for sale etiquette?

From: der Mouse <mouse_at_Rodents.Montreal.QC.CA>
Date: Wed May 26 02:48:56 2004

> You can talk about hackers vs. crackers till you are blue in the
> face, but the fact is that whatever 'hacker' is supposed to mean, it
> doesn't anymore. The media has changed it.

The media are (not "is") _wrong_.

> To 98% of the population a hacker is someone, who maliciously breaks
> into computers. And there are several million newspaper/magazine/etc
> articles that document that.

Then 98% of the population is _wrong_. Several million articles are
_wrong_. You can call a dog a cat till you're blue in the face, but it
will still bark rather than meow.

> Why do people insist on the whole "being a hacker is good" thing.

I don't know why "people" do - and it's not really "being a hacker is
good"; there are, unfortunately, evil hackers. (Pleasantly few, but
still, a very poisonous few; the mindsets that seem essential to
hacking appear to be strongly correlated, for reasons I find mysterious
but pleasing, with a reasonably functional ethical/moral sense.)

I can perhaps explain a bit of why _I_ take such umbrage.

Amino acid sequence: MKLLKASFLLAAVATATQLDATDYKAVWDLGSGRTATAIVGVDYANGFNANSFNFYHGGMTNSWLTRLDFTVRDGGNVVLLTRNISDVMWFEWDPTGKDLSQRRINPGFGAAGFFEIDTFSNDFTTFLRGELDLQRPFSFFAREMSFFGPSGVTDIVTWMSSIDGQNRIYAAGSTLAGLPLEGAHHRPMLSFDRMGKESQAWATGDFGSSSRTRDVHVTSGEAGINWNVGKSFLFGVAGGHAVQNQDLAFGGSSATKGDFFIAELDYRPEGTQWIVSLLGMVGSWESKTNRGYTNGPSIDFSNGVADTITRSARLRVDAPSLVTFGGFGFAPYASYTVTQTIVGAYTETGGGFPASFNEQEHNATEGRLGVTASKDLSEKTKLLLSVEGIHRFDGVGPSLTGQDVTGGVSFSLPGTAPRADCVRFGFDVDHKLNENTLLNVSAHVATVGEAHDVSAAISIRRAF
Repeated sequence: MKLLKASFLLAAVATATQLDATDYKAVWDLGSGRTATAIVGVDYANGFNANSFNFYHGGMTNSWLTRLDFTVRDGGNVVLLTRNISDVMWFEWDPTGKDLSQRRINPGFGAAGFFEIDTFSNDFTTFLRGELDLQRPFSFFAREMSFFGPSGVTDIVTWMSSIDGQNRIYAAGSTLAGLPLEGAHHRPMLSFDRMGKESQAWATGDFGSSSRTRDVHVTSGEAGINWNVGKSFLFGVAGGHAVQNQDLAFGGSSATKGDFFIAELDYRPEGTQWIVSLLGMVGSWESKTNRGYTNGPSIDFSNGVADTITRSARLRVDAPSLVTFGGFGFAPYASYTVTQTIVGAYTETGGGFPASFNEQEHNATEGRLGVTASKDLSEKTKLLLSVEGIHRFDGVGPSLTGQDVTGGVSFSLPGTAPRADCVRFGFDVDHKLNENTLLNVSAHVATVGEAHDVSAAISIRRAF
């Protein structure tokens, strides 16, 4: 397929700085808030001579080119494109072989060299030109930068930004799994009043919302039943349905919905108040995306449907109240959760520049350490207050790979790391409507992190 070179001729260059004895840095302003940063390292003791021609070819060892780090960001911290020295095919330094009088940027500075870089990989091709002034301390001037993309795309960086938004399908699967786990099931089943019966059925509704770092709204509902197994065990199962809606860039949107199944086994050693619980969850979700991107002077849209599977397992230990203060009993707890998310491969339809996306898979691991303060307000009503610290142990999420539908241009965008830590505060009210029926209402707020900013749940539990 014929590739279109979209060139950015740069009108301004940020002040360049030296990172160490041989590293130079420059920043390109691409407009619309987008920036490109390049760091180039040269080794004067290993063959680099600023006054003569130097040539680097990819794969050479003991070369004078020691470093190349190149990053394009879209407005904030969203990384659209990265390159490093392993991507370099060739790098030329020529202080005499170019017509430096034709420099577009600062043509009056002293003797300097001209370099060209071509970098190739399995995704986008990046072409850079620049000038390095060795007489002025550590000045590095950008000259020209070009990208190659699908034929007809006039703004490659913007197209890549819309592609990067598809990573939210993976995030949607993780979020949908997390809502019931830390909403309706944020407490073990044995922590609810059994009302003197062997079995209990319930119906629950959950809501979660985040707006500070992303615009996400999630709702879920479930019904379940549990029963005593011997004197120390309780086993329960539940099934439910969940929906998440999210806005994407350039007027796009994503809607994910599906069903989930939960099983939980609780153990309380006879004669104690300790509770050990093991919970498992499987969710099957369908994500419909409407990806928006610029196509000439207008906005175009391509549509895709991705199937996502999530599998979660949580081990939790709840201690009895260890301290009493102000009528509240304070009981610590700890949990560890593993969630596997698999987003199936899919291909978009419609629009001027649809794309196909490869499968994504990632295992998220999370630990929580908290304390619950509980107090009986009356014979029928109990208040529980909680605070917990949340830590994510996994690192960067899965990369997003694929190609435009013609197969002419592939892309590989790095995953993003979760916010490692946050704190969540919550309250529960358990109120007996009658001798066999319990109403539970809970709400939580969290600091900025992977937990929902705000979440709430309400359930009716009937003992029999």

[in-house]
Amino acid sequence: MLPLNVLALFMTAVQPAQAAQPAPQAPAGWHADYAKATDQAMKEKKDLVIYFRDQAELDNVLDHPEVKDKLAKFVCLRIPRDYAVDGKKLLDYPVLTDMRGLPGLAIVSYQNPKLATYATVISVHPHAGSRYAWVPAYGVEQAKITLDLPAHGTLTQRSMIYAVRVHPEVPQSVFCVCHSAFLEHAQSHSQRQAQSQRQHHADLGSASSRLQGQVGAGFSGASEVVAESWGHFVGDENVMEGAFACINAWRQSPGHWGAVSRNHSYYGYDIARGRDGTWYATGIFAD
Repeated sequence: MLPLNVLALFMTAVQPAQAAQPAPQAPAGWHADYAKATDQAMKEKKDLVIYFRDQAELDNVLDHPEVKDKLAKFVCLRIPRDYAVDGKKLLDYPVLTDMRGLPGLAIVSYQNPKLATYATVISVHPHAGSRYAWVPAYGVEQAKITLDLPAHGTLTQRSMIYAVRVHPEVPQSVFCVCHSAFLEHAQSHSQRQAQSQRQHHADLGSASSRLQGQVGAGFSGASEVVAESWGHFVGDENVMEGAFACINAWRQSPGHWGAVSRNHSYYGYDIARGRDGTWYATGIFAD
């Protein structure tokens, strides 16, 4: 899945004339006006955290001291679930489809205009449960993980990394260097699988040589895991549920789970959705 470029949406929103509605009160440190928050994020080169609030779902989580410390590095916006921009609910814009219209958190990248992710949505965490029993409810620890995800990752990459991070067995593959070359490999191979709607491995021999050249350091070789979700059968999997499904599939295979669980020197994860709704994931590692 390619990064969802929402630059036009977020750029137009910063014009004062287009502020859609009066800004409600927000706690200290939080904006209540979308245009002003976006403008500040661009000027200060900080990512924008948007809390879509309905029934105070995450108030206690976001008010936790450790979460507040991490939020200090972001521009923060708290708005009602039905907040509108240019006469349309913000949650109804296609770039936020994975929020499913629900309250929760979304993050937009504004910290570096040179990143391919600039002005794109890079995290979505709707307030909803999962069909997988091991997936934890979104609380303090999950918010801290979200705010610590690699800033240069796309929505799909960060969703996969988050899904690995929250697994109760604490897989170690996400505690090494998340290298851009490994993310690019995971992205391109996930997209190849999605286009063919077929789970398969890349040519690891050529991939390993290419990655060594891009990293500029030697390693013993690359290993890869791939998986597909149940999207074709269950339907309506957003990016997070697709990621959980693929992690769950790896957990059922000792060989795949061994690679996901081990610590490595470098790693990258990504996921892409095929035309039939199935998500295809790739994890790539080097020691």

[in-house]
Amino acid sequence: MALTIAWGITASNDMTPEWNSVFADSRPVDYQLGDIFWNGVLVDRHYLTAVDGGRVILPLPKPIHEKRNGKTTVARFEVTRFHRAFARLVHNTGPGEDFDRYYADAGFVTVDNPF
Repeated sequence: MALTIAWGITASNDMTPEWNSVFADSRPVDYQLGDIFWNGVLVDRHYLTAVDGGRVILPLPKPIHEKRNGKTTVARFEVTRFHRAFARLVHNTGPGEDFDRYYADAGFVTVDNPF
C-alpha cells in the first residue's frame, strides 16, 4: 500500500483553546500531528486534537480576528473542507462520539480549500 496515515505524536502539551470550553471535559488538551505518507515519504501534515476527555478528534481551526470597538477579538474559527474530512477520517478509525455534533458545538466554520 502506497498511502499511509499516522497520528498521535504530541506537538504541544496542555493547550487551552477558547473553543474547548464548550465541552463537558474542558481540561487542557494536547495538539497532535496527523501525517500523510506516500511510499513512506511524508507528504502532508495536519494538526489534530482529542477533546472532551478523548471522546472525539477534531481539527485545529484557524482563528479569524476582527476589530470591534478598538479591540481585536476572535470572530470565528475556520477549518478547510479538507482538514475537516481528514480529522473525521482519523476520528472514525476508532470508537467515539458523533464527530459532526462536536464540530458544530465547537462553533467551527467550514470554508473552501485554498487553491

Because it leaves us with nothing to call ourselves.

Because we were there first and, like anyone who is having something
important taken away, are hanging onto it.

Because it is an insult to hackers to equate them with crackers - for
the vast majority of the hackers, it is an insult on an ethical level,
and for the vast majority of the crackers, it is an insult (to the
hackers) on a technical level.

The best analogy I have found so far for getting across the hacker
attitude towards the journalistic mislabeling is to suggest imagining
what would happen if an organized-crime boss who insists on calling
himself a "businessman" resulted in the media everywhere starting to
use the term "businessman" to mean an organized-crime type.
Businessmen everywhere of the non-criminal sort would resent it, and
rightly so.

That is the position we find ourselves in when faced with this
mislabeling of lamers with nothing better to do than break into other
people's computers as "hackers". Yes, a few of them are hackers -
though a cracker's being a hacker correlates strongly negatively with
the cracker's making the news, making the journalistic labeling even
more a *mis*labeling.

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Received on Wed May 26 2004 - 02:48:56 BST

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